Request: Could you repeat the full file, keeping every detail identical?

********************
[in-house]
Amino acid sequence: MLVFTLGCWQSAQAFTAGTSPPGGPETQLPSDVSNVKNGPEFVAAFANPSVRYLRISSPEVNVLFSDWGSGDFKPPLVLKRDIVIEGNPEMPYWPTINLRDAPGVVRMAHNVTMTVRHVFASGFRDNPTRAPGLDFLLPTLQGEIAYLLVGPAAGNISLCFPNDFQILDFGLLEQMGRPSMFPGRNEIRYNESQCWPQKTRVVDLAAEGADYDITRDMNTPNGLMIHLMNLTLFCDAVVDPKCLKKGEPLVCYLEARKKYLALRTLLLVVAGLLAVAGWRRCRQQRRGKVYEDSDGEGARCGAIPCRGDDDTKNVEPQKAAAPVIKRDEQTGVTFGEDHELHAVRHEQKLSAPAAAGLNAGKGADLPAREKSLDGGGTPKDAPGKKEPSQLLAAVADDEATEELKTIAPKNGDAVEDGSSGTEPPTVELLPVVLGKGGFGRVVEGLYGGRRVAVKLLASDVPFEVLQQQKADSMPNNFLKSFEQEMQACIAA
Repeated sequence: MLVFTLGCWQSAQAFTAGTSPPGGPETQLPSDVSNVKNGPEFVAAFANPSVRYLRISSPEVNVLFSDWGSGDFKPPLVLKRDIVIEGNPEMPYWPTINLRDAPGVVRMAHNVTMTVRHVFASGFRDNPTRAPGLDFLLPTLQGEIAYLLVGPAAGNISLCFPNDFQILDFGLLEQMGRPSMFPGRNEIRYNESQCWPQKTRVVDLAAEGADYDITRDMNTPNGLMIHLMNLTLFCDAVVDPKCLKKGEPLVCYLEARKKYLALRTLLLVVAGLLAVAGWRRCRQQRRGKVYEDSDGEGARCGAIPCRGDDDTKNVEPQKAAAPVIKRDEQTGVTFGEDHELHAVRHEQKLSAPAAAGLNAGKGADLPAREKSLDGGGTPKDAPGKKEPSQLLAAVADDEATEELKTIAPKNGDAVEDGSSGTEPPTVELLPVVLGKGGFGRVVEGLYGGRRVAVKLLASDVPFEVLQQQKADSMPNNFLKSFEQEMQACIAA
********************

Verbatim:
[in-house]
Amino acid sequence: MLVFTLGCWQSAQAFTAGTSPPGGPETQLPSDVSNVKNGPEFVAAFANPSVRYLRISSPEVNVLFSDWGSGDFKPPLVLKRDIVIEGNPEMPYWPTINLRDAPGVVRMAHNVTMTVRHVFASGFRDNPTRAPGLDFLLPTLQGEIAYLLVGPAAGNISLCFPNDFQILDFGLLEQMGRPSMFPGRNEIRYNESQCWPQKTRVVDLAAEGADYDITRDMNTPNGLMIHLMNLTLFCDAVVDPKCLKKGEPLVCYLEARKKYLALRTLLLVVAGLLAVAGWRRCRQQRRGKVYEDSDGEGARCGAIPCRGDDDTKNVEPQKAAAPVIKRDEQTGVTFGEDHELHAVRHEQKLSAPAAAGLNAGKGADLPAREKSLDGGGTPKDAPGKKEPSQLLAAVADDEATEELKTIAPKNGDAVEDGSSGTEPPTVELLPVVLGKGGFGRVVEGLYGGRRVAVKLLASDVPFEVLQQQKADSMPNNFLKSFEQEMQACIAA
Repeated sequence: MLVFTLGCWQSAQAFTAGTSPPGGPETQLPSDVSNVKNGPEFVAAFANPSVRYLRISSPEVNVLFSDWGSGDFKPPLVLKRDIVIEGNPEMPYWPTINLRDAPGVVRMAHNVTMTVRHVFASGFRDNPTRAPGLDFLLPTLQGEIAYLLVGPAAGNISLCFPNDFQILDFGLLEQMGRPSMFPGRNEIRYNESQCWPQKTRVVDLAAEGADYDITRDMNTPNGLMIHLMNLTLFCDAVVDPKCLKKGEPLVCYLEARKKYLALRTLLLVVAGLLAVAGWRRCRQQRRGKVYEDSDGEGARCGAIPCRGDDDTKNVEPQKAAAPVIKRDEQTGVTFGEDHELHAVRHEQKLSAPAAAGLNAGKGADLPAREKSLDGGGTPKDAPGKKEPSQLLAAVADDEATEELKTIAPKNGDAVEDGSSGTEPPTVELLPVVLGKGGFGRVVEGLYGGRRVAVKLLASDVPFEVLQQQKADSMPNNFLKSFEQEMQACIAA